He doesn’t turn 16 till next month, but Queenstowner Hugo Bogue’s already turning heads in cricketing circles.

Last month he became, it’s thought, the youngest batter to make a century at the under-19 nationals when he scored 143, off 142 balls, for Otago against Central Districts.

The month before, the compact opener had scored 101 not out against adult bowlers in his first outing for Dunedin premier club, Albion.

The Sydney-born player, who moved to Queenstown with his family when he was eight, first announced himself last season when, playing for a Wakatipu High side, he smashed 295 not out — including 34 fours and 13 sixes — against a Christchurch school.

Hugo was inspired to play by watching, on TV, former New Zealand captain Brendon McCullum ‘‘smacking’’ the ball around.

He wanted to play at 5, but says his parents Angela Spackman and Reuben Bogue ‘‘denied’’ him for two years.

‘‘We didn’t want to give up our Saturdays,’’ Reuben quips.

Hugo credits Queenstown coach Emma Campbell for his early development — ‘‘if it wasn’t for her I wouldn’t be where I am’’.

He says his batting’s come a long way since last season, when he struggled to bat for more than an hour.

He credits Otago Cricket for helping with his mental side, and local fast bowler Mason Clarke, 16, who’s off to this months’s U19 Cricket World Cup in South Africa, for help with honing his technique in the nets.

‘‘Him bowling to me has taken my game a long way — just having someone who can chuck it down, because he’s the quickest around.’’

Spackman says having Mason around has also meant the two sets of parents have been able to share driving duties.

Not everyone wants to bat first against new-ball bowlers, but Hugo, who’s also a part-time keeper, says he likes it because there are often field restrictions early on — ‘‘if you put a bit of bat on it, it gets through, normally’’.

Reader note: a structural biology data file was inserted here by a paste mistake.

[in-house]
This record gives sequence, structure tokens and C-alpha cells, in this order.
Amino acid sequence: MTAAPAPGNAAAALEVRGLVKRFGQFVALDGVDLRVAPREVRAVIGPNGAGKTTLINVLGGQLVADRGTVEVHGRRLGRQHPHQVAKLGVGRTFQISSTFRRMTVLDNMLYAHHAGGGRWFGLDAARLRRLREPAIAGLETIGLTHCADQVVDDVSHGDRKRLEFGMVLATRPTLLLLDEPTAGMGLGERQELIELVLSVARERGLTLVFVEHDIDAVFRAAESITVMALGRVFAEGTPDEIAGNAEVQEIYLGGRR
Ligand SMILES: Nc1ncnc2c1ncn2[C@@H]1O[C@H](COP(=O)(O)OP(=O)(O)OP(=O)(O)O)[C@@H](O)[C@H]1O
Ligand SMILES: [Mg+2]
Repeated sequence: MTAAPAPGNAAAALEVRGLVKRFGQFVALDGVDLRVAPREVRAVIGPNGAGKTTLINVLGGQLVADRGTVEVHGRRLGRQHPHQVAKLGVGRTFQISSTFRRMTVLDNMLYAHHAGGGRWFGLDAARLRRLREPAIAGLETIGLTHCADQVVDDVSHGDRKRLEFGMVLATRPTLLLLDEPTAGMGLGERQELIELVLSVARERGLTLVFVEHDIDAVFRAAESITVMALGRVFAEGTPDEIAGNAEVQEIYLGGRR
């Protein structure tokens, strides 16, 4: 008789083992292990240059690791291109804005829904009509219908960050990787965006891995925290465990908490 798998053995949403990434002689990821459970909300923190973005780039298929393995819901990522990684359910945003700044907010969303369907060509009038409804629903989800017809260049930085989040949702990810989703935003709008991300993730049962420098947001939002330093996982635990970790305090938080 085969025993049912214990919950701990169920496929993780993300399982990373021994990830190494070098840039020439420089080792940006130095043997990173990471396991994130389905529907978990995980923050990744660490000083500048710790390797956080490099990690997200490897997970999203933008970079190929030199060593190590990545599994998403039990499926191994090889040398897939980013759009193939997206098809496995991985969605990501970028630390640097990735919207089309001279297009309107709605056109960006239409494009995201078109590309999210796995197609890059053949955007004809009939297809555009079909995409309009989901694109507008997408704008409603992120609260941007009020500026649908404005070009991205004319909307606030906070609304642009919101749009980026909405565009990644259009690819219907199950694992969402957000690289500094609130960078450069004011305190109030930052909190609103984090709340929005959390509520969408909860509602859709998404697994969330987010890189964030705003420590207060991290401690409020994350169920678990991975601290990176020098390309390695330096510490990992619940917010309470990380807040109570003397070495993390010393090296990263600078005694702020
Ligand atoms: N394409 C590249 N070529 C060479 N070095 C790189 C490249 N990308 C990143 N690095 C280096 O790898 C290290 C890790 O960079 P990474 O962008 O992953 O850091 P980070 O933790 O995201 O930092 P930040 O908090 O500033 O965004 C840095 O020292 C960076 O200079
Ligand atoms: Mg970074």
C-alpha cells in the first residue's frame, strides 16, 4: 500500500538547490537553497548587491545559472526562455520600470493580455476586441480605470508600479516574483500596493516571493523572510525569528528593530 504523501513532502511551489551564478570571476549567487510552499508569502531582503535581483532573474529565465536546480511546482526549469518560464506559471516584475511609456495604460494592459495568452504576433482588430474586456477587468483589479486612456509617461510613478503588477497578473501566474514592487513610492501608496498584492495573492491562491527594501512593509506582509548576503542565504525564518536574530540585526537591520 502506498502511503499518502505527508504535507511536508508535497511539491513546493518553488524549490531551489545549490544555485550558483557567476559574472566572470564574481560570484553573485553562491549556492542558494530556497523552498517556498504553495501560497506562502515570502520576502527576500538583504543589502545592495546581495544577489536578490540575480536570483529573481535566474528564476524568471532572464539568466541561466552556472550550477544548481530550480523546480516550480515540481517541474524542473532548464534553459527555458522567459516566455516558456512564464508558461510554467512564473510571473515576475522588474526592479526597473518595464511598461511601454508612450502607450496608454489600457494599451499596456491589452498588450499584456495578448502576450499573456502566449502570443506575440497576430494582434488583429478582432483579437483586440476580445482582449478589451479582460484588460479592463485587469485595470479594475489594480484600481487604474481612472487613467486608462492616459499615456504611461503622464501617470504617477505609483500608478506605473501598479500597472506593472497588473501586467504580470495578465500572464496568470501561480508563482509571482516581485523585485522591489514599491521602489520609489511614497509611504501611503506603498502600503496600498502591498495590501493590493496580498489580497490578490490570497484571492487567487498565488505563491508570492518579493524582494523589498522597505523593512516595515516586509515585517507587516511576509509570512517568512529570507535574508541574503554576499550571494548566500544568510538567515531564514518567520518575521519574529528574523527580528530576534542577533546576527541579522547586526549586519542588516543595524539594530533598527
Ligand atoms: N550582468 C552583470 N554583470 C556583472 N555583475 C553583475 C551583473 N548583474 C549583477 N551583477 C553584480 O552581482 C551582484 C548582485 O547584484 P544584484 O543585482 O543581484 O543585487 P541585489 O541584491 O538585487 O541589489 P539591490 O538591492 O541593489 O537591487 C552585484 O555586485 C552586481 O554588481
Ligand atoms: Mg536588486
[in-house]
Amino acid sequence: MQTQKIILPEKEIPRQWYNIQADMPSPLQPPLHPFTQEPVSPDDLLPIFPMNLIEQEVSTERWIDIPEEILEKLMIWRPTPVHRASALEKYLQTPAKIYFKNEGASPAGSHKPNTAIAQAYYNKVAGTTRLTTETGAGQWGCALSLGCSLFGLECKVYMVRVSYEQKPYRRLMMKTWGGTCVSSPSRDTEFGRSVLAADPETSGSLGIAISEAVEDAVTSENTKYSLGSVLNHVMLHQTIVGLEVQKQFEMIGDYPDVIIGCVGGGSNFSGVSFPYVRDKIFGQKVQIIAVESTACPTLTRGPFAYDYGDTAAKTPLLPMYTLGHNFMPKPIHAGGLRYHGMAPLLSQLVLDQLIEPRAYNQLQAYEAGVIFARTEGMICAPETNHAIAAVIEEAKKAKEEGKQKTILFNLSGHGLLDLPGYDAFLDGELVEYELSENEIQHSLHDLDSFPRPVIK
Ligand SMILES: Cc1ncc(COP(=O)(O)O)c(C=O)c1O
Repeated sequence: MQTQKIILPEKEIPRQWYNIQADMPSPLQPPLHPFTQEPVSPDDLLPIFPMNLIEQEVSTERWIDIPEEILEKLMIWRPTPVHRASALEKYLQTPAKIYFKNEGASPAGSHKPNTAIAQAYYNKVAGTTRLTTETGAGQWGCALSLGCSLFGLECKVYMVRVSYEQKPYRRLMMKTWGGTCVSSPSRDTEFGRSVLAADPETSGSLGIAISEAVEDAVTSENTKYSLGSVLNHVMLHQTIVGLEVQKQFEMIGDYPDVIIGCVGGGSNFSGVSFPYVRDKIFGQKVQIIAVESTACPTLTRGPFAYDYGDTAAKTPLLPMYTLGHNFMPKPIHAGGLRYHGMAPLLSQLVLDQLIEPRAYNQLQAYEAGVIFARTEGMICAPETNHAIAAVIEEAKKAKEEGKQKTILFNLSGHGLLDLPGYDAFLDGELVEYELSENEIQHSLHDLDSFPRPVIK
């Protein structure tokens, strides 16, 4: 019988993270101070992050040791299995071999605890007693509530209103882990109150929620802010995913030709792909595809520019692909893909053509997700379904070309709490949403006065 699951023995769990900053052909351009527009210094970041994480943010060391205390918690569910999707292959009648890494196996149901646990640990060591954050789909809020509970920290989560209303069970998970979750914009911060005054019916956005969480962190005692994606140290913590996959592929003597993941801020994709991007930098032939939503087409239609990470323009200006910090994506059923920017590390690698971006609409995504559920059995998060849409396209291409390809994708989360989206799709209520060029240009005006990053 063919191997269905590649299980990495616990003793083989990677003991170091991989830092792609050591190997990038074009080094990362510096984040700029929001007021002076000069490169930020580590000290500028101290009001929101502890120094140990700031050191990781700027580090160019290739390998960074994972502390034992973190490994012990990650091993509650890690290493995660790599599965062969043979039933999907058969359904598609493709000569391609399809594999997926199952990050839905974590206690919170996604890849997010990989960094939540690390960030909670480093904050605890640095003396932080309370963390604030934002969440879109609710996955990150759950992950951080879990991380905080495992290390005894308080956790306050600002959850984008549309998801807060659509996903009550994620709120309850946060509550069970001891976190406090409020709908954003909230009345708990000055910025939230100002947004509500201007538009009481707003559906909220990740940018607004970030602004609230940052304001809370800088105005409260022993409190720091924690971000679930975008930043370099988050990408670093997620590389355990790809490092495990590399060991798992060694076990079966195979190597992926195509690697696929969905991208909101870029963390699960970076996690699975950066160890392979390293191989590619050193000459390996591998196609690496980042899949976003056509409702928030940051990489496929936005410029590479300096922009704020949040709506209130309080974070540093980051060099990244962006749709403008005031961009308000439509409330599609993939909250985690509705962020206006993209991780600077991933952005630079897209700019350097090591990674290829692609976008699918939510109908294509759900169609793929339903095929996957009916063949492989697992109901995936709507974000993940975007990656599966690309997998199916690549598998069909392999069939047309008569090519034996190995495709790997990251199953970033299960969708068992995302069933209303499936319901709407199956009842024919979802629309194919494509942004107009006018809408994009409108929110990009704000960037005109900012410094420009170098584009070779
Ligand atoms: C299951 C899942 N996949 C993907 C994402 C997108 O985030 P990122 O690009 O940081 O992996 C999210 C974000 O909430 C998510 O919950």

He’s also not shy of bowlers bouncing him — ‘‘it’s a given part of it, they see your short stature, they go for your head’’.

He admits he’s keen to attain higher honours, but his immediate mission is performing well for the Otago U17s at the U17 nationals starting tomorrow at Lincoln, near Christchurch, where he’ll be joined by fellow locals Angus O’Neill and Matt Langford.

‘‘It’d be good to see Otago win, wouldn’t it?’’

A carnival of overs

The eighth Queenstown Cricket Carnival for senior secondary school teams is underway.

The four-day tourney, which started yesterday, again features 12 teams — Wakatipu High, defending champs Timaru Boys’, Christchurch’s St
Bede’s (two teams), St Andrew’s and St Thomas of Canterbury, Southland Boys’, Dunedin’s Otago Boys’, Taieri and John McGlashan, Otago Country and the first-ever North Island team, Hamilton’s Seddon Cricket Club.

Tournament director Russell Mawhinney, pictured, who’s co-opted local coach Emma Campbell as manager, says each team plays five games — across
four Events Centre grounds as well as Millbrook and Jack’s Point — starting with yesterday’s T20 seeding games.

He originally started the tournament ‘‘to make sure our kids got exposed to more cricket and could have a good-quality tournament right on their doorstep’’.

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